From International Socialism (1st series), No.6, Autumn 1961, p.31.
Thanks to Ted Crawford & the late Will Fancy.
Transcribed & marked up by Einde O’Callaghan for ETOL.
International Communism and World Revolution: History and Methods
Hollis and Carter, 35s.
In spite of its appearence of elaborate scholarship, this is a book to take with a pinch of salt. A translation from the German, it beguiles us with a maze of footnotes, references to most of the authorities, and a warm preface by Leonard Shapiro. But Mr Nollau seems to be careless, and the apparent erudition of his work, so often accurate as to appear reliable, is potholed with errors of fact, of judgement, and of understanding. In one volume of this size it is impossible to attempt more than a crow’s-eye-view of a subject so vast. But Nollau throws in for good weight potted accounts of the development of the first and second as well as the third Internationals, and the combined result is something like a cold-war Bradshaw. But it is a lop-sided cold-war Bradshaw, in which some of the detested trains have their every moment listed, whilst others are lost altogether, and yet others make a tantalising and unexplained appearance from nowhere, no less tantalisingly to disappear within the moment. Worse, some of the trains are to be found at the far terminus before they have passed the first stop, as for example, the French Communist Party, which is to be observed treating for a popular front in 1927!
Lots of little errors can be excused in any task as big as this one. But some big ones can’t. Nollau doesn’t seem to be at all clear about the differences between a popular front and a united front: nor about the underlying characteristics of either. Thus, he has the British Communists considering the penetration of the Labour Party in response to the campaign for the united front, whereas in fact they thought about this matter on quite other grounds. In general, Nollau has a tendency to threat his sources cavalierly, as if he has half-read them, Thus he quotes Khrushchev’s  alleged statement on the Chinese Communes, as reported by Senator Humphrey in 1958, without mentioning Khrushchev’s specific denial and repudiation of Humphrey in his summing-up at the 21st Congress of the CPSU, although he refers to the pamphlet in which this appears a few pages later in his text. We don’t know, of course, whether it is Mr K. or Senator H. who is telling the fib, but we do need to know that they call each other fibbers: and although Mr Nollau’s belief may be convenient, it would be more convincing if he quoted its contraries.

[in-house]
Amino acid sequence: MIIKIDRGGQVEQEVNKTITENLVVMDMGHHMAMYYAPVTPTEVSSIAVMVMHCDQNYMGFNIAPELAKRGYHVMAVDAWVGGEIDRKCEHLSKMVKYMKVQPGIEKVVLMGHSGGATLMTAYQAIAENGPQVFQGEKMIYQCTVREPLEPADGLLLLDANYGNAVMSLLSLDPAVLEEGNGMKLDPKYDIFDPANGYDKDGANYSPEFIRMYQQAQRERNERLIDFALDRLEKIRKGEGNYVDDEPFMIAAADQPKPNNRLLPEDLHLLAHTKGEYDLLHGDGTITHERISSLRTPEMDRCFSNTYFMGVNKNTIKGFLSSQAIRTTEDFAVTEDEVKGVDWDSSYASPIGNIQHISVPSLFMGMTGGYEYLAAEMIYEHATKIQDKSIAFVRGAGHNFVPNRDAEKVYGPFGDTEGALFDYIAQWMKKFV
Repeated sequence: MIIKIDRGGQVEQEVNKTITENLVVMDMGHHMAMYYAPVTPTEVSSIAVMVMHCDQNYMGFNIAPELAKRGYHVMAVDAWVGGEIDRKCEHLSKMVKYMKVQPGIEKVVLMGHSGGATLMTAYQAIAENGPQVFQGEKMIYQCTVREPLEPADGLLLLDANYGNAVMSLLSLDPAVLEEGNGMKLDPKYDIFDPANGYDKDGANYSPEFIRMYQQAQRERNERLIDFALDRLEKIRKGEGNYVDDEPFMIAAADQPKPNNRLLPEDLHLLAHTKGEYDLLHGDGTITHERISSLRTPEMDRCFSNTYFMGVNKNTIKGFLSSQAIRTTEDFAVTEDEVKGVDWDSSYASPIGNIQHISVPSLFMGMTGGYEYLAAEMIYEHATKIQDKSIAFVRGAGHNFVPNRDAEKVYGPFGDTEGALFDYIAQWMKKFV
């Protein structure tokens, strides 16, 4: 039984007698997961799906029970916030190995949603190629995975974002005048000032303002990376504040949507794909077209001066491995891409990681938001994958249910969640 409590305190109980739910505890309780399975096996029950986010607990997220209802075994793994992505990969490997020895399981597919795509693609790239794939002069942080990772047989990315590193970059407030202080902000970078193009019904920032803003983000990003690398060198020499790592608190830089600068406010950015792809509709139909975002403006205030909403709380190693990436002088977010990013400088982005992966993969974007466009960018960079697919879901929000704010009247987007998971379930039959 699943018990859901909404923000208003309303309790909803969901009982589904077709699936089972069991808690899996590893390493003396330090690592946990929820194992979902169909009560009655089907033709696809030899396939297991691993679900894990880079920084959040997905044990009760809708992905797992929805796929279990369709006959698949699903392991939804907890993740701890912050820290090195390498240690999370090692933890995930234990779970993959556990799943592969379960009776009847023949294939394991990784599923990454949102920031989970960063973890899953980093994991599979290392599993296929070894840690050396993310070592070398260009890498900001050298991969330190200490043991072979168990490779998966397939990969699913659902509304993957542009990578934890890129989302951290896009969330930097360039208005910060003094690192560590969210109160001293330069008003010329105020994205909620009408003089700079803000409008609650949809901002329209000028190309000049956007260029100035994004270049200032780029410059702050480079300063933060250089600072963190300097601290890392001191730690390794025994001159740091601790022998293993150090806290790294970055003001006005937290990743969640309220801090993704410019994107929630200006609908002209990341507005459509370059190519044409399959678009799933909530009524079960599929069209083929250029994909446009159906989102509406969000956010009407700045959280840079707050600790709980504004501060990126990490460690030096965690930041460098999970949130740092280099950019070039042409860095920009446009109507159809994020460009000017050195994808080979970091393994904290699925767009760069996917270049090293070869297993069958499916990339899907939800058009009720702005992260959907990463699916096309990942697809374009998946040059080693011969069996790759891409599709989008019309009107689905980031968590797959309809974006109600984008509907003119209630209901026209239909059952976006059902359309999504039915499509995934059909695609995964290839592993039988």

Read with some care this book will perhaps be useful to one who has more than an inkling of his way around the literature of this subject. But as an introduction to it, it fails. As politics, of course, it never started.
1. In the text the Russian leader’s name has been spelled ‘Khruschov’ – this has been replaced by the more usual transliteration ‘Khruushchev’.
Last updated on 21 February 2010